India’s Modi government threatens Twitter employees to jail


The Indian government threatens to impose fines and up to seven years in prison on Twitter employees Recover hundreds of accounts It has ordered the company to block. Most accounts criticized the country’s Prime Minister Narendra Modi.

On Monday, Twitter complied with the government’s order to prohibit Indian people from viewing more than 250 accounts belonging to activists, political commentators, movie stars, and investigative news magazine caravans. Most reports criticized India’s Hindu nationalist Prime Minister Modi and his government. However, the company restored these accounts about 6 hours after the Twitter lawyer met with IT officials, and argued that these tweets and accounts constitute freedom of speech and have news value.

The Indian government disagrees. On Tuesday, the IT department issued a notice to Twitter, ordering it to block these accounts again. It also threatened people working in Twitter’s India branch with legal consequences, which could include fines and up to seven years’ imprisonment.

“This is really problematic,” said Nikhil Pahwa, editor of the technology policy website MediaNama and Internet activist. “I don’t understand why the Indian government wants to get involved in this area, trying to censor tweets when they have bigger issues to deal with.”

A Twitter spokesperson declined to comment. A spokesperson for the IT department did not respond to a request for comment.

This move put the company in trouble. Blocking accounts again will mean being accused of playing an active role in India’s continued suppression of dissidents, as anti-government protests sweep the country. But keeping accounts on the platform means risking political and legal showdowns in major markets.

In a notice issued on Tuesday, the government stated that these accounts “spread misinformation about the protests” and “may lead to imminent violent incidents affecting the state of public order in the country”. BuzzFeed News has reviewed a copy of the notice.

On January 26, thousands of Indian farmers broke through police roadblocks and rushed into the Red Fort, a Mughal-era monument in New Delhi, protesting for months that agricultural reforms would harm their income. , India’s Republic Day.At least one protester It is said that died.Delhi Police Refuse They participated in this incident.

In the notice, the government claimed that the labels used on these accounts were “found inciting people to commit identifiable crimes related to public order and national security.”

Although the caravan did not use the label, the government claimed that “news and news reports” were spreading misinformation, causing “incitement to the public” and creating a “state of public order.”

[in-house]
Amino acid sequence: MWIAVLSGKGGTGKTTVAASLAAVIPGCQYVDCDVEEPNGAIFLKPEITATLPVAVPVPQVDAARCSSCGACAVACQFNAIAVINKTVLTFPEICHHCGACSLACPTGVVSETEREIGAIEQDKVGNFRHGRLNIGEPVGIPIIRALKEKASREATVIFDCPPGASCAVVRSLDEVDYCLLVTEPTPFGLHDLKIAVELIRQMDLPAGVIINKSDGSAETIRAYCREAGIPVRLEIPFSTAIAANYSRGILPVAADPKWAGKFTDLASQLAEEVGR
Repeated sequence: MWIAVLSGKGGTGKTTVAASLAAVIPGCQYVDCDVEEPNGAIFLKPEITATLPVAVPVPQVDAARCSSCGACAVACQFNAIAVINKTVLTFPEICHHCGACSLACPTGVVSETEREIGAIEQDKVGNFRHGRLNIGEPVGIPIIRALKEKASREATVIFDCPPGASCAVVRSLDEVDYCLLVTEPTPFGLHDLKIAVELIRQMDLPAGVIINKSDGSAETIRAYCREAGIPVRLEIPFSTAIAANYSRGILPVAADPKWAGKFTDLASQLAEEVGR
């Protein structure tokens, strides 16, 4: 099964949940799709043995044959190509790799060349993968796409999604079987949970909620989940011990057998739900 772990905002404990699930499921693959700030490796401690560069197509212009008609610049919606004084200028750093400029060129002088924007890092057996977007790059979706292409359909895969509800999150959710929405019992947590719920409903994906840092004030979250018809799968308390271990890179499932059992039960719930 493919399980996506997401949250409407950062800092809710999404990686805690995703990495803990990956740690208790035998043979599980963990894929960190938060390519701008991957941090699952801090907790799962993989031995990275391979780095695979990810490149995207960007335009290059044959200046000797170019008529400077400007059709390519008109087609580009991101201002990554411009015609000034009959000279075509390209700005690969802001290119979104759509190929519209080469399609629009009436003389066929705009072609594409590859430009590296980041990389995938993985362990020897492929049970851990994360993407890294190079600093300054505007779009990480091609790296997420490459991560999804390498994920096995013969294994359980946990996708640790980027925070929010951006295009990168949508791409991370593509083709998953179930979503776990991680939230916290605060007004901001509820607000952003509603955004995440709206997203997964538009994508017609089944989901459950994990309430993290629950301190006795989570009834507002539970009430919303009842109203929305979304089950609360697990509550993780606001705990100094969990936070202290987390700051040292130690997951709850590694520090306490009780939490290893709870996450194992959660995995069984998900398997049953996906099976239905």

A spokesperson for Caravan told BuzzFeed News that its news is fair and professional. “We don’t understand why the Indian government suddenly discovered that journalists shouldn’t talk about all aspects of the problem,” Vinod K. Jose, the magazine’s executive editor, told BuzzFeed News.

Indian law prohibits Twitter from sharing the legal order it received on Monday, but according to the government’s notice on Tuesday, the company fought back. The document claims that Twitter did not block these accounts until 24 hours after receiving the first order, and did so a few minutes before Twitter lawyers met with government officials on Tuesday.

“It is clear that offensive tweets/hashtags are still in the public domain and must be posted and reposted on Twitter many times at the risk and cost of public order and the risk of inciting crime,” the notice read.

According to the notice, Twitter also responded to the government after meeting with officials who refused to “comply and obey” government orders. The notice stated that according to Indian law, Twitter must abide by it.

The government also refuted Twitter’s “freedom of speech” argument, saying that the company does not have “any constitutional, statutory or any legal basis” to interpret freedom of speech under Indian law.

Twitter also argued that there is “not enough reason” to block the entire account and said the government should order the blocking of individual tweets. In response, the government notice stated that Twitter is not a place to seek reasons from the government.

The core of the legal order is Article 69A, an article in Indian IT law that allows the federal government to require platforms like Twitter to withhold “any information generated, transmitted, received, stored, or hosted in any computer resource.” This information may disrupt “public orders.” Not only do platforms like Twitter need to comply with these orders, but they are also prohibited from disclosing these orders.

“I hope this case can go to court,” said Pahwa, the founder of MediaNama, “because I do rationally believe that the government is likely to lose the case.”

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